Preterism is my latest kick to study, and I knew the basics of their beliefs, but I want to learn more, and you gave a very good explanation. Based on the basics, however, it’s easy to prove the scripturally wrong just by one reference in the book of Acts.

    Something I encountered last night: When Twitter, Facebook, and YouTube began their hate to freedom and the Bill of Rights campaign, I, of course, began signing up for the alternative social media. One of them was GAB. At the time, it was too new, and didn’t have many people there. One of their default groups advertised when you sign up was a Christian group. And sometimes I get an email from GAB regarding current events of GAB, and one that I got just recently was in regards to Covid/Mark of Beast/End Days, which I don’t buy into, and neither did the article.

    But once I read the article, it was clear that what they were espousing is that all of that took place in 70 AD.

    So I engaged with the author, who is Michael Sullivan, a Soveriegn Grace Preterist, with education (I’m not impressed), and he blocked me. OK, no problem. But then I began seeing all sorts of conspiracy theories from those who hate Jews, and I thought, this is weird.

    I made the mistake of responding to someone’s comment, and after that, the rats came out, and I felt like I was in a den of demons. I never seen so much hate in all my life, and it was directed at me, for believing in a future prophesy, but more so the hatred to Jews themselves, and yes, they were Preterists, and that was the reason for their hate towards the Jews. Their hate made me so sick to my stomach, and, as of today, I’ll never go back to GAB as a resource to social media.

    Ed Chapman

  5. Only one statement by one man Irenaeus that has been highly questioned is used to date the book of Revelation to 95 ad. Ambiguous statements like the one about e try to lead people to believe a lot of others also stated the same when the truth is they took one misread unclear statement and dated the book wrong. Internal evidence in Revelation clearly shows the temple was still standing when the book was written. So many half truths lead to futurism.

  6. People who believe and accept any form of preterism by God’s own personal indictment call Him a liar, 1 John 5:10. In Revelation 1:7 that every eye will see Him as He is and how is He? By Jesus’ own evidence He is/has a physical albeit glorified body. The Holy Spirit, who only shares what He hears Father and Son say, spoke through Paul that one day national Israel would be saved. The prophets of the Old Testament are also made out to be all liars as they too prophesied the national salvation and restoration of Israel, ISRAEL and NOT the church. In order for any form of preterism to be correct and true they must aggregately rewrite the entire word of God. Those of us who know the premillennial pre-trib position to be absolutely the truth of God’s word know that no preterist belief and teaching will stand up to the scrutiny of Scripture as Jesus declared Scripture could not be broken. Preterists should be extremely thankful that it’s not a salvific issue as they would have thrown their salvation away a long time ago. Yet there is no doubt in my mind that some aren’t truly saved hence the reason they lack understanding. They are self-deceived as well as trying to deceive the weak-minded. Yet according to 2 Timothy 4:8 and Revelation 3:11 they have forfeited their eligibility for the crown associated with the correct timing of the rapture and being prepared for it in the prescribed manner. There’s also the warning of James 3:1 they will be held accountable for. We’re told not to associate with apostates; I won’t even associate with preterists. At best they’re saved heretics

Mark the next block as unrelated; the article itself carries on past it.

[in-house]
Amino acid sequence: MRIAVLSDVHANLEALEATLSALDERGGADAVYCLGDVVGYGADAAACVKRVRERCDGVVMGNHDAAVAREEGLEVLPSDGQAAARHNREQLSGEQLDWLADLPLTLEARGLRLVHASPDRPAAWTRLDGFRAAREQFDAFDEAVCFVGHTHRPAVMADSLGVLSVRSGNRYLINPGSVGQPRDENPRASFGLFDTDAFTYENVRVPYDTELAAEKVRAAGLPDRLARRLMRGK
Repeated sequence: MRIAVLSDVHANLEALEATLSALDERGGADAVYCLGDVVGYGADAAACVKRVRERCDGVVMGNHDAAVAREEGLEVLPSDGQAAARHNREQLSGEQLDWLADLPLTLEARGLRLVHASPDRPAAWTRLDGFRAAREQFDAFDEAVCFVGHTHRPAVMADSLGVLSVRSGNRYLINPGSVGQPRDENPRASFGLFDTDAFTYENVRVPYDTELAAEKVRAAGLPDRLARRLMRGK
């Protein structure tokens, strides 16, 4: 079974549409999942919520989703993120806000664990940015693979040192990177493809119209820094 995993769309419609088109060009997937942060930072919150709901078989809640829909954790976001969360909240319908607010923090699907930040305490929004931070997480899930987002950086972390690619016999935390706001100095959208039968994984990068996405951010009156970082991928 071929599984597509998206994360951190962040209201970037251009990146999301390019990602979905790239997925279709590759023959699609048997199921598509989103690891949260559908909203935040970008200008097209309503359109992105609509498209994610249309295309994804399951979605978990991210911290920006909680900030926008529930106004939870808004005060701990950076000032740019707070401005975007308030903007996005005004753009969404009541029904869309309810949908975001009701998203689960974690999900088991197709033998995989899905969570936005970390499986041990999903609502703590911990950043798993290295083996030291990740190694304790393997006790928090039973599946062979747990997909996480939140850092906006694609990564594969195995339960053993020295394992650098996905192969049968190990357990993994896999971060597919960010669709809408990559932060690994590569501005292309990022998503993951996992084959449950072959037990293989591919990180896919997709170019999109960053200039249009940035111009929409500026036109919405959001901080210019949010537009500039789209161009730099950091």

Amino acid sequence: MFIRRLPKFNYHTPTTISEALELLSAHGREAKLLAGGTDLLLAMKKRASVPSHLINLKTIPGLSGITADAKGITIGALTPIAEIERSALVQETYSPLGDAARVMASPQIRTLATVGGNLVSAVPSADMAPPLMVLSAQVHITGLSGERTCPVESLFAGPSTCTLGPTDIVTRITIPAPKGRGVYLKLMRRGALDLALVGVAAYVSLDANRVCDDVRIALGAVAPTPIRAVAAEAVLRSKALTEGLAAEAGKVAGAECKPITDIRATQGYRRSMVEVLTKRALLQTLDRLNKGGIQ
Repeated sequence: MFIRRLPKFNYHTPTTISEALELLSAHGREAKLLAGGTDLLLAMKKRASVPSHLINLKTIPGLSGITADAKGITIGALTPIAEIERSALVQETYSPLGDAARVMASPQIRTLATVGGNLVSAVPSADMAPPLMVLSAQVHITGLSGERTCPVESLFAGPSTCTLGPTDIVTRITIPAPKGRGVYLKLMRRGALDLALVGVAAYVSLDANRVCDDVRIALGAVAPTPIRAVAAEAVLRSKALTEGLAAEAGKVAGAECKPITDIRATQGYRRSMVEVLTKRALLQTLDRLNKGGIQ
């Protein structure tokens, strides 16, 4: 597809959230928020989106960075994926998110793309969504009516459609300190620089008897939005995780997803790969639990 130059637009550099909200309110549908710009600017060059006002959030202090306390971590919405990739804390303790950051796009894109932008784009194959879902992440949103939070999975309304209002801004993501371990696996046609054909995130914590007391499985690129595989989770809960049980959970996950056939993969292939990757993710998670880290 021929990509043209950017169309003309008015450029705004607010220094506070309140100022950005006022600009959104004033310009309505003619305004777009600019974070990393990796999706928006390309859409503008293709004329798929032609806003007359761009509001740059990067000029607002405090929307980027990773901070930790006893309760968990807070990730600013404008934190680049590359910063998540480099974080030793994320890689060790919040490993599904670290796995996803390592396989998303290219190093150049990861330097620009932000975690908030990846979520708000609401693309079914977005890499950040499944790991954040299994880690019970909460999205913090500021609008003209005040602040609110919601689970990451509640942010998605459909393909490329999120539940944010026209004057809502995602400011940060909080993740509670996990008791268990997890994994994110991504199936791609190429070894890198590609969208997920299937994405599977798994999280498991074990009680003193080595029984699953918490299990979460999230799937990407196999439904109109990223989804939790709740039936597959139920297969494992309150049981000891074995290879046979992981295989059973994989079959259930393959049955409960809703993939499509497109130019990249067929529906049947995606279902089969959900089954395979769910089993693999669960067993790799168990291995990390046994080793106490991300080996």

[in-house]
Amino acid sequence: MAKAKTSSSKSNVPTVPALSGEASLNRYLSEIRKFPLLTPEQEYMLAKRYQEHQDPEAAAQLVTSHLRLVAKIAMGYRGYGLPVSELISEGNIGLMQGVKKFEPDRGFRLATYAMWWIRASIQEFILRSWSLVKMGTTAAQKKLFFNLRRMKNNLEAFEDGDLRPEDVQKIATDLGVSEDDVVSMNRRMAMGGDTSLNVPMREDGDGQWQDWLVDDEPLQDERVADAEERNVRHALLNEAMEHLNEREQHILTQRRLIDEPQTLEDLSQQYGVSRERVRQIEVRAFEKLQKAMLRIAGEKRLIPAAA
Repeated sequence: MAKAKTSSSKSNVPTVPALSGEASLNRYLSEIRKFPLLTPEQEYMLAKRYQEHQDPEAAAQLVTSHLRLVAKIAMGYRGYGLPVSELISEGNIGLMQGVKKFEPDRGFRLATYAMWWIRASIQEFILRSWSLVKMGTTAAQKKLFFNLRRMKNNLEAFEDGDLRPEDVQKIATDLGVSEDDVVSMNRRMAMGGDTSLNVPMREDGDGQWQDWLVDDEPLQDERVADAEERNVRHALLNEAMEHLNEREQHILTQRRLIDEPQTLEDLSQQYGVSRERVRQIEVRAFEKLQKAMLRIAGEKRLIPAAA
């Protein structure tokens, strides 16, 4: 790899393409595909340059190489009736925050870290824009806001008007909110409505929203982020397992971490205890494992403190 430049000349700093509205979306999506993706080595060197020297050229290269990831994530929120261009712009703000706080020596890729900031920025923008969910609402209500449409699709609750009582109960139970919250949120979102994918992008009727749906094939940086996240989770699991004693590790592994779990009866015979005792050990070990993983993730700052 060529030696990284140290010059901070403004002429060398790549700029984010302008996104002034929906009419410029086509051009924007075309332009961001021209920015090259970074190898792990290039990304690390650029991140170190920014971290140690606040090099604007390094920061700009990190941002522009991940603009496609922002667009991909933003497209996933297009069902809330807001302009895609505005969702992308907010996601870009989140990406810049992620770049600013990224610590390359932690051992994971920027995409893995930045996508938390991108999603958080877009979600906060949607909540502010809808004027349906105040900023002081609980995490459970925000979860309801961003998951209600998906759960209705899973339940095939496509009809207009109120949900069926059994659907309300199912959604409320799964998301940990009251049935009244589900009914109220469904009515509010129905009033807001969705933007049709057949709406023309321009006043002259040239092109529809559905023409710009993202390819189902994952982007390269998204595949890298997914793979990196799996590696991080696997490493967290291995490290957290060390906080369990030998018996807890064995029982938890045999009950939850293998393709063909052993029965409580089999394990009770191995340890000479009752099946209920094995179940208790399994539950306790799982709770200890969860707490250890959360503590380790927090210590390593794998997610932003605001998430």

1. It’s interesting to note that you would refuse to associate with RC Sproul who I would say is a very astute man of God who would not believe something so irrational as you say. RC Sproul, a saved heretic at best.

  7. The Preterist view demonstrate more relevance to the biblical cultural context and provide a sensible framework for bible readers today.